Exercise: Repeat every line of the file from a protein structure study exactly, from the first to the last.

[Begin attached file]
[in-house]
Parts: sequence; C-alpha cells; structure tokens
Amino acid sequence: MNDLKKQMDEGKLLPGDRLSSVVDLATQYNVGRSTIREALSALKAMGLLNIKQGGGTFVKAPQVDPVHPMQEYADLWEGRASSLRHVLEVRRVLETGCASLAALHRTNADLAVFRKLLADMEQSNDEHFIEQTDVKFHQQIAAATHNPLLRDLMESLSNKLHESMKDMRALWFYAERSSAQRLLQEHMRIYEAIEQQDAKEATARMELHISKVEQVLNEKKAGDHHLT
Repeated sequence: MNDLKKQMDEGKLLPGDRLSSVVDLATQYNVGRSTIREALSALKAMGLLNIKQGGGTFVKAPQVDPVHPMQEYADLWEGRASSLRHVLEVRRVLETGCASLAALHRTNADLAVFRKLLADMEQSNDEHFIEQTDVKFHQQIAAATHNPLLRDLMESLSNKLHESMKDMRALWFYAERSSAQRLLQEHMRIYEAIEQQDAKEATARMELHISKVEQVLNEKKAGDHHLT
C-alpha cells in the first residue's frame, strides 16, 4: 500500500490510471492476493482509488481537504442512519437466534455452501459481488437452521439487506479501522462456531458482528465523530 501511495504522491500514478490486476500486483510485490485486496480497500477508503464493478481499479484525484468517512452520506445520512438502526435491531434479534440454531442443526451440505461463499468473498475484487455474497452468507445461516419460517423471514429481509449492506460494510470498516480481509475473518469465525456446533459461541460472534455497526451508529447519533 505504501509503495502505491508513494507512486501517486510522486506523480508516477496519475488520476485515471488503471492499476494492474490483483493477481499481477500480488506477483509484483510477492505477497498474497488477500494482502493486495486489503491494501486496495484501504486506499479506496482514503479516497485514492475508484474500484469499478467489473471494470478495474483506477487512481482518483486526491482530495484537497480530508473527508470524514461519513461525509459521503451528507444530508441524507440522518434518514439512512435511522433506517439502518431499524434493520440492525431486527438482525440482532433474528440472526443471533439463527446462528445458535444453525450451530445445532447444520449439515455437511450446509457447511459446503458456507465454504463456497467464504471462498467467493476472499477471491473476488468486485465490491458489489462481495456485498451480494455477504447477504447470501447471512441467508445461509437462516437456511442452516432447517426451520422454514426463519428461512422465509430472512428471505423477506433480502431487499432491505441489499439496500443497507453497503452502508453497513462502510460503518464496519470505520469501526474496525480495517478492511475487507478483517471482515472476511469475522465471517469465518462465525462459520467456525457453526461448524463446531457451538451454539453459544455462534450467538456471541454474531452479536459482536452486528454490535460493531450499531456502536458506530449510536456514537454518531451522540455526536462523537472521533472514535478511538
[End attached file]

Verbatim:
[in-house]
Parts: sequence; C-alpha cells; structure tokens
Amino acid sequence: MNDLKKQMDEGKLLPGDRLSSVVDLATQYNVGRSTIREALSALKAMGLLNIKQGGGTFVKAPQVDPVHPMQEYADLWEGRASSLRHVLEVRRVLETGCASLAALHRTNADLAVFRKLLADMEQSNDEHFIEQTDVKFHQQIAAATHNPLLRDLMESLSNKLHESMKDMRALWFYAERSSAQRLLQEHMRIYEAIEQQDAKEATARMELHISKVEQVLNEKKAGDHHLT
Repeated sequence: MNDLKKQMDEGKLLPGDRLSSVVDLATQYNVGRSTIREALSALKAMGLLNIKQGGGTFVKAPQVDPVHPMQEYADLWEGRASSLRHVLEVRRVLETGCASLAALHRTNADLAVFRKLLADMEQSNDEHFIEQTDVKFHQQIAAATHNPLLRDLMESLSNKLHESMKDMRALWFYAERSSAQRLLQEHMRIYEAIEQQDAKEATARMELHISKVEQVLNEKKAGDHHLT
C-alpha cells in the first residue's frame, strides 16, 4: 500500500490510471492476493482509488481537504442512519437466534455452501459481488437452521439487506479501522462456531458482528465523530 501511495504522491500514478490486476500486483510485490485486496480497500477508503464493478481499479484525484468517512452520506445520512438502526435491531434479534440454531442443526451440505461463499468473498475484487455474497452468507445461516419460517423471514429481509449492506460494510470498516480481509475473518469465525456446533459461541460472534455497526451508529447519533 505504501509503495502505491508513494507512486501517486510522486506523480508516477496519475488520476485515471488503471492499476494492474490483483493477481499481477500480488506477483509484483510477492505477497498474497488477500494482502493486495486489503491494501486496495484501504486506499479506496482514503479516497485514492475508484474500484469499478467489473471494470478495474483506477487512481482518483486526491482530495484537497480530508473527508470524514461519513461525509459521503451528507444530508441524507440522518434518514439512512435511522433506517439502518431499524434493520440492525431486527438482525440482532433474528440472526443471533439463527446462528445458535444453525450451530445445532447444520449439515455437511450446509457447511459446503458456507465454504463456497467464504471462498467467493476472499477471491473476488468486485465490491458489489462481495456485498451480494455477504447477504447470501447471512441467508445461509437462516437456511442452516432447517426451520422454514426463519428461512422465509430472512428471505423477506433480502431487499432491505441489499439496500443497507453497503452502508453497513462502510460503518464496519470505520469501526474496525480495517478492511475487507478483517471482515472476511469475522465471517469465518462465525462459520467456525457453526461448524463446531457451538451454539453459544455462534450467538456471541454474531452479536459482536452486528454490535460493531450499531456502536458506530449510536456514537454518531451522540455526536462523537472521533472514535478511538